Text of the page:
In our study, adolescents with an unemployed father tended to have a poorer QOL. This is consistent with findings from large-scale school-based studies in French and Slovakian adolescents [21
]. Often, the father provides the primary income in a family. If an adolescent’s father is unemployed, their household income will most likely be reduced, resulting in a poorer QOL [18
]. However, unemployed mothers may have more time to interact with their children, such as sending them to and from school and assisting with their homework [33
]. This might be the reason why mothers’ unemployment did not have a statistically significant effect on their children’s QOL.
The observed effects of parental educational levels in this study were in line with other research findings regarding adolescents’ well-being [18
]. Parents with higher educational levels tend to have better knowledge attainment and cognitive functioning. They may pay more attention to their children’s development and provide more care when necessary, including giving feedback on homework and encouraging children to enroll in extracurricular learning activities. Hence, adolescents whose parents had a tertiary educational level or above had a perceived better overall QOL than their peers whose parents had a primary school education or below.
The effects of age, medical conditions, and exercise habits in Chinese youths’ health and well-being could be applicable to other contexts [16
]. Interestingly, in a multivariable analysis, being a former smoker or current drinker were non-significant predictors of a poorer QOL, which was inconsistent with prior research indicating that smoking or drinking had inverse effects on adolescents’ QOL [21
]. However, although former smokers were more likely to experience physical and psychological disorders, their likelihood of engaging in risky health behaviors was comparable with that of non-smokers [35
]. Additionally, former smokers spent more time exercising per week than non-smokers (3.74 vs. 2.89 h). Thus, differences in QOL between former smokers and non-smokers were possibly statistically insignificant. Similarly, although alcohol consumptions has been suggested to impair attentional function, verbal learning, and memory [36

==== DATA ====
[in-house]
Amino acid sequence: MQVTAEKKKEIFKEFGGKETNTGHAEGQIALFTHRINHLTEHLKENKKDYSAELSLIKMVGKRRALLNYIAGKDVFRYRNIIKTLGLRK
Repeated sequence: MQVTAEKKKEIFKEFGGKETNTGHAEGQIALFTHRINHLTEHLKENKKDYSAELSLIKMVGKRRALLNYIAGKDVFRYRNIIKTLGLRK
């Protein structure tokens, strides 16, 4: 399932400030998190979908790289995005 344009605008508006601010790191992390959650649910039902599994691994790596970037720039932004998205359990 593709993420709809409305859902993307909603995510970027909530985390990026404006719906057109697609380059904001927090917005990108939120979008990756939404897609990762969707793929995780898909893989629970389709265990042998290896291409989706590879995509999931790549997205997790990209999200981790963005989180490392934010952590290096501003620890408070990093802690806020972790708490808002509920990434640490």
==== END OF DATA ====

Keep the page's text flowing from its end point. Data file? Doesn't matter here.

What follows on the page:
]. Adolescents often regard drinking as a way to strengthen relationships with peers and establish new friendships [38
]. Under such circumstances, adolescents may not realize the adverse health consequences of alcohol consumption. QOL is based on self-conceptions, which might explain why the differences in QOL between current drinkers and non-drinkers did not reach statistical significance.
There were several limitations to this study. First, NRS was measured by a single item rather than a validated multi-item scale that might be more sensitive. The 12-item Traditional Chinese Non-restorative Sleep Scale [39
] and its short nine-item version [40
] have shown satisfactory reliability and validity in adults; however, there has been no confirmed NRS assessment tool for adolescents. Nevertheless, a single-item scale is appealing in minimizing administrative burdens in such a large sample. Second, we assessed NRS by self-report, which might be subject to recall bias. Potential objective assessments of NRS are available, such as electroencephalography; however, the specificity and sensitivity have not been well tested [41
]. Therefore, it is unlikely to be feasible in a large-scale survey. Third, the cross-sectional design of this study does not enable the establishment of causality due to possible reverse causation. A longitudinal study with follow-up for QOL measurements will be desirable to assess the temporal association. Fourth, we did not include other covariates that may confound the association between NRS and QOL, such as household crowding, noise levels, sleep dissatisfaction, and the frequency of having a bad night’s sleep. Fifth, we have not delineated the potential difference of NRS between school days and non-school days. Future studies may examine if school days would be associated with NRS and also QOL.